Day 19-2. Ona to Bud contd.
The ferry sailed on under the mostly grey skies stopping first at Orten on the tiny island of Orta. As we headed on to Småge we passed a house floating on a large pontoon, or was it the mother of all houseboats ? The weather was still rather grey and we wondered if the sun was going to shine again today or if we were going to get wet at some point.
Once in Småge our route would take us across the island Gossa to the Aukra ferjekai (Aukra ferry terminal) which according to the sign was only ten kilometres away. It was a nice enough cycle with a small climb to the Aukra before we dropped into the harbour. We realised as we got there that we had a twenty minute wait so Damae picked up some coffee from the kiosk in the terminal building.
Not long afterwards I spotted the ferry leaving the other side of the fjord and after a ten minute wait on the quayside the ferry docked and boarding started. Unlike the other ferries this was very big and modern and we felt a bit lost after parking our bikes near to the bow. The size of the ferry was a bit surprising, but then given Aukra proximity to Molde maybe a lot of people commuted to Molde each day. We had noticed some new housing estates on our way into Aukra which supported our theory. There wasn't much visible economic activity on the island to explain why there were so many houses.
Sometime around half past two the ferry started its crossing and ten minutes later we were heading North up the coast. We were now back on National Cycle Route 1, which formed part of the Øyhopping route as well. In fact I think the Øyhopping route predated the Cycle Route 1 designation as the guide was published before the first overview map showing Cycle Route 1 continuing North of Bergen.
The scenery was not amazingly different to what we had seen but the clouds remained interesting and this small section of forest next to the road caught my eye. For some reason the greens looked very bright and fresh, maybe the effect of a few easy days. After a short while the road started going up and down which wasn't a big surprise, but followed by flatter bits. It was easier going than much of the NSCR South of Bergen and West of Sandefjord.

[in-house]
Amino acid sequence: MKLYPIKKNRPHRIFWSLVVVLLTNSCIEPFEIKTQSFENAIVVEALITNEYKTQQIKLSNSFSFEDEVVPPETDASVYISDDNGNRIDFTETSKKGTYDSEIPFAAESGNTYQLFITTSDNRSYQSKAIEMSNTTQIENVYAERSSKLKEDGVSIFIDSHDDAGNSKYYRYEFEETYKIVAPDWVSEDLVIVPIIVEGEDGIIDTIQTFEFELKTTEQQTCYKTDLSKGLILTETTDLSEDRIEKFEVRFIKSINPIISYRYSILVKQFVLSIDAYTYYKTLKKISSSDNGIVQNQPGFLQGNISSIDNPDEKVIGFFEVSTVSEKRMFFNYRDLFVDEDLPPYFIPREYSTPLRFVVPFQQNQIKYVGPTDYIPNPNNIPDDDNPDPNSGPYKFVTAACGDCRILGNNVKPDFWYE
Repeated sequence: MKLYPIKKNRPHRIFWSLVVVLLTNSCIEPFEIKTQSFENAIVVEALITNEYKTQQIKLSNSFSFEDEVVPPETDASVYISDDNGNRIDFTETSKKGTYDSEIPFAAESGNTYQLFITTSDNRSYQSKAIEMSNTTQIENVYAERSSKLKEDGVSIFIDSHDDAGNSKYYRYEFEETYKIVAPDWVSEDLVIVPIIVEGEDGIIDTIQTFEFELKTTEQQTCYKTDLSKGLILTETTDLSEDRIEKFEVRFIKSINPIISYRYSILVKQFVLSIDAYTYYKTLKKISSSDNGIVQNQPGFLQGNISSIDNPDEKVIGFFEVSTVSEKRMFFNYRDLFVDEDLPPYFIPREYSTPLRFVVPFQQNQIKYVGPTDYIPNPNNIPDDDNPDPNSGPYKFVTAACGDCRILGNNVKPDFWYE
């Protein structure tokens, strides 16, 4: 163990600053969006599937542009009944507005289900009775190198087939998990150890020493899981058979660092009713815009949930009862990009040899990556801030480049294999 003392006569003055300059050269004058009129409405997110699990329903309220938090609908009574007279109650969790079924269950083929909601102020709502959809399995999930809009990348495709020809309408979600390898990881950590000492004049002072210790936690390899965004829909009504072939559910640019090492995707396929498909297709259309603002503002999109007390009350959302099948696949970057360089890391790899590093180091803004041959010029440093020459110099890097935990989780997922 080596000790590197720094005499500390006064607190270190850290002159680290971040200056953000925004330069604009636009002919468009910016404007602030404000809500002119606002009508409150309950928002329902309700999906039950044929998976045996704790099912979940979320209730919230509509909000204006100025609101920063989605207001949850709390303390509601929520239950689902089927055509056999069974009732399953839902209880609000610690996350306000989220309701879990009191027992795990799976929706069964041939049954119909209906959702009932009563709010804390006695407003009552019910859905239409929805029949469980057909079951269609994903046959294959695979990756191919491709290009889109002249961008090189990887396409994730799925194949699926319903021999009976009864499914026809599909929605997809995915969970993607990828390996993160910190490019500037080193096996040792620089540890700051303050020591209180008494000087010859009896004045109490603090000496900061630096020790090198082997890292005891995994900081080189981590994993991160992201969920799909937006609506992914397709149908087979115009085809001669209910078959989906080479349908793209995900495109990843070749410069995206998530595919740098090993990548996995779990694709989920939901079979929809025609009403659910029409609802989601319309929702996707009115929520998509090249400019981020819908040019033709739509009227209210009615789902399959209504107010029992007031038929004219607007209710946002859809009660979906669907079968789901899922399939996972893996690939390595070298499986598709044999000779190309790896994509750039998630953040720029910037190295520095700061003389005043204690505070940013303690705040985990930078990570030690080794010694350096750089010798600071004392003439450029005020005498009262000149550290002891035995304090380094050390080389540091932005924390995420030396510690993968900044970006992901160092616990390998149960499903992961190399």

We'd got off the last ferry at around half past two and by a quarter to four we were ready for a longer break. Having started late meant we had a fair way to go yet and would be cycling relatively late in the day. As luck would have it a place to sit and brew up appeared just before the turning to Hol. It seemed to be part of the local sports field and consisted of several long benches under a small roof. The weather was not as glorious as the day before, although by no means bad. As we stopped it started spitting again so we were glad of the roof. Making the most of the facilities we spent a good forty minutes drinking tea and eating biscuits before we decided we had to push on.
Just a little further up the road was another example of a road side 'scrapyard'. We have seen a few of these in our travels in Norway some large, others like this one quite small. It didn't look like this was a commercial venture and seemed more like someone who couldn't throw things away. Perhaps, sandwiched between the rusting machinery there were some gems to be rescued and collected by someone.
Shortly afterwards we started climbing again and, pulling away from Damae I reached this junction near Malmefjorden where we turned left and joined the main road. Here the road was quite busy, so it was good to have a cycle track separated from the road by barriers. I waited for Damae to join me and then we set off again. About two hundred metres down the road I heard the sound of a car beeping its horn. The passenger waved at me and Damae noticed our tea towel lying on the ground behind us. As she was ahead of me I turned back to pick it up leaving Damae to carry on up the gentle incline at her relaxed pace.
While I was stopped, I noticed a rather large storm brewing in the distance. It looked as though it was going our way, which suggested we were might be in for a good soaking after all. We turned left not long after, between Julset and Sylte, which took us off the RV 663 onto a quieter minor road. As I waited for Damae to catch up it was clear that it was raining heavily in the distance. I spent much of the next half hour watching the storm move and I realised that our paths were going to cross at some point before we got to the campsite.